Why Tenerife is the Perfect MICE Destination

When people think of Tenerife, the largest and most populated island of the Canary Islands, a picture of beaches, sun and palm trees will more than likely spring to mind. Of course this beautiful island is one of the best places in the world to visit if you’re looking for plenty of sun, sand and sea. What many probably don’t realise though is that Tenerife is also the perfect MICE (meetings, incentives, conferences and exhibitions) destination!

But isn’t this just a place to head to for topping up your tan and lounging by the ocean or hotel pool all week? In short, no! Undoubtedly there are those that travel to Tenerife specifically for a relaxing week of sunbathing, but the island has so much more to offer. For starters there is a large population (almost 900,000) with a large number involved in a whole host of businesses, a substantial amount of which are not simply related to tourism, unlike smaller travel locations.

Tenerife has many excellent features which make it stand out as one of the best MICE destinations in not only Europe, but the world:

Excellent Connections/Transport

The island has superb connections, with two modern international airports (Tenerife South and North). These serve a variety of different airlines with direct flights to most major airports across Europe at very affordable prices (especially out of peak holiday travel periods). There is also the possibility of direct flights to the United States in the near future.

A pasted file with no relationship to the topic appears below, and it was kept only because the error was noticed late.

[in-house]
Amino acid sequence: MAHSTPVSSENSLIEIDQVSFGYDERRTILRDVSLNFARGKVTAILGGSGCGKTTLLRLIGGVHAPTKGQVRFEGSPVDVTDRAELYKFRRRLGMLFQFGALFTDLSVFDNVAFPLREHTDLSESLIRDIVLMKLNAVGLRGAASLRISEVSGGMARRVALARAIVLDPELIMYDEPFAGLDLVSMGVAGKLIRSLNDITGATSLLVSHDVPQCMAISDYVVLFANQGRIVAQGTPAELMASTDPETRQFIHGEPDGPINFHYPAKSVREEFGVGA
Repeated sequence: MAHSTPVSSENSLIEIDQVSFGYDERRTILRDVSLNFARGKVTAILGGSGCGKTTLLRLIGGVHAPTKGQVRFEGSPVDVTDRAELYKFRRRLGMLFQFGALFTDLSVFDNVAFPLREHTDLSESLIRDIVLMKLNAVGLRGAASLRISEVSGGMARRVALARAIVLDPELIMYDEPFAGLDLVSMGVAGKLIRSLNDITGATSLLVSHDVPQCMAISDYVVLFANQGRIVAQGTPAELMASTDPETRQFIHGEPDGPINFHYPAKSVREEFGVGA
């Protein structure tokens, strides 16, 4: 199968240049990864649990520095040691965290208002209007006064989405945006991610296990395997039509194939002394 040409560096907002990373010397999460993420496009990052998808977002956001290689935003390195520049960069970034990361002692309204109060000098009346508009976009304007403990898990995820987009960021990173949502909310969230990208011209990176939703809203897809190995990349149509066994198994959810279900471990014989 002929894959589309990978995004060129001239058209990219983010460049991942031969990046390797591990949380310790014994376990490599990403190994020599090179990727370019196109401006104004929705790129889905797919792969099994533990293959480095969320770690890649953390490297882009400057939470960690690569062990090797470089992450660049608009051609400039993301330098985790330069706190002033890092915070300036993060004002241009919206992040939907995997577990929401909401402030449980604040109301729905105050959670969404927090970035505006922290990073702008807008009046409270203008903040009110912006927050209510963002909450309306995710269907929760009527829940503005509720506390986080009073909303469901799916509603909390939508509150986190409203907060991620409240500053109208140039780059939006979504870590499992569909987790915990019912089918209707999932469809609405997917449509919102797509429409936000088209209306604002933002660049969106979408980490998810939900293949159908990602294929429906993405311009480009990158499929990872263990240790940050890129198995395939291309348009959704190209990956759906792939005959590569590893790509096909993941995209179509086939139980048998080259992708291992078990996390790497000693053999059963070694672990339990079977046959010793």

In terms of transport within the island, there is a reliable, frequent and cheap public bus service, many affordable private airport transfer companies and a number of different competing international car rental companies. There is also a well-maintained, modern road system including a highway between the North and South, making travel within the island fast, safe and convenient.

Wide Variety of Top-Quality Accommodation

Due to the millions of tourists that visit Tenerife every year, there is a huge range of top-class accommodation across the island, with excellent facilities. These include large hotels and resorts, to smaller boutique hotels and private accommodation which can be found in almost every area of the island, in both popular urban locations and more secluded rural spots.

The dated perception of Tenerife is as a no-frills destination, with low-price places to stay, but lacking any real quality. This is very far from the truth though, as although there is accommodation to suit those on a lower budget, there are many luxurious hotels and resorts to suit business travellers, such as the stunning 5 Star Hotel Suite Villa Maria located in La Caleta, Adeje.

Superb Venues